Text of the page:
Almost immediately, there is a switch to a more growled style of vox for the ‘chorus’ section. The rhythm of the riffs here, coupled with the harsher vocal style, somehow bring to my mind the White Zombie song “I am Legend.” Then the band circles back around to the same type of dreamy, noodly guitars from the song’s intro. These sections all repeat a second time, at which point we’ve reached approximately the halfway point of the song.

Here, everything switches to a mellow, spacey, funky groove. The bassline in particular stands out to me during this section, seeming rather Flea-esque (but not a straight-up funk bassline, but drawing on that sort of a background — like one of his band’s more mellow, introspective, darker songs from the mid-90s), and seems to take center stage with the drums, while the guitars tend to circle around each other.

By the time we’ve reached eight minutes in, the song kicks into a heavier, mid-tempo stoner metal riff. This repeats several times (as one might expect), and by the last time through (about 8:45) the guitars and bass are playing in unison, somehow coming to resemble the tone of Jon Lord‘s distorted organ playing. Briefly we revisit the growly vocals, as the song then fades away.


This is followed by “Wake of the Smoke Jumper,” also a fairly long song at just under seven minutes, but feeling much shorter by comparison.

The song opens with some gutteral growled vocals, similar to the ending of the preceding track, for a little under a minute, but then it cuts to a stripped-down, cleaner part. Again demonstrating their range, the band alternates these two parts, soon adding another huge piercing vocal part over top of it all.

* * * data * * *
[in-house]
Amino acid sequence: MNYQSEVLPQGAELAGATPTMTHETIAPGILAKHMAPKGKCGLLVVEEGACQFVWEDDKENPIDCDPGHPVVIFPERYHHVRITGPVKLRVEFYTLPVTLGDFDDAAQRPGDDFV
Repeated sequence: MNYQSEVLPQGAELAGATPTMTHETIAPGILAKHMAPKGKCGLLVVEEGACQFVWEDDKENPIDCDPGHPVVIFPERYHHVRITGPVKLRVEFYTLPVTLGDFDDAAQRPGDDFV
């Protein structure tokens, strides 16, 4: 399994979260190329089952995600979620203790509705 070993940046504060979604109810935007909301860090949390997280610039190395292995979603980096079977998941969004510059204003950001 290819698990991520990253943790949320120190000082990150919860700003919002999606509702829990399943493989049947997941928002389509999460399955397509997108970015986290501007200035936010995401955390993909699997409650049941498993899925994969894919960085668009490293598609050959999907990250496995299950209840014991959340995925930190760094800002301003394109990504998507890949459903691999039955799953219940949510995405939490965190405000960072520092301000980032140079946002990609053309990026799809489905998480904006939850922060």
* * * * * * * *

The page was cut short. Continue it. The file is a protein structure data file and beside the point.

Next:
One thing I’d like to point out is the unnatural amount of vocal talent that’s featured here, which is made even more amazing upon seeing the band perform live. Aside from some growled/rasped backing parts provided by one of the guitarists, all of the other vocals are done by the same person — and it’s pretty impressive to witness how effortlessly he switches between the various styles, sounding just as good on stage as it does on the recording.

Anyway, around the middle of the song we’ve come back to a clean vocal part, but here it sounds more distant, almost shimmery — not unlike Tool‘s version of “No Quarter” (although the growled vocals that immediately follow, and the slow, chuggy, heavy riffs more closely resemble the Crowbar version of the same song. I guess it goes without saying, but how can something that sounds like equal parts Tool and Crowbar be anything other than awesome??

Just before the five minute mark, we get a new riff in the guitars (which is now accompanied by tambourine), again bringing to mind an old-school distorted organ part à la Jon Lord.

More growly/raspy vocals come in, and then everything gets smothered in a bit of guitar feedback, and then it’s over.


From the very first time I heard these two songs, they really dug their claws into my brain; incredibly catchy and memorable, especially considering the long, progressive format they each follow. As I said before, you won’t regret checking into Supervoid — and in fact, chances are you’ll find yourself just as mesmerized as I have been, and wanting more!

Well, if that’s the case, you’re actually in luck. Not only is this EP available to download for free, but the band’s recent live performance of both of these songs (and a handful of others) is now available on their Youtube channel!


Supervoid: Facebook, Bandcamp, Youtube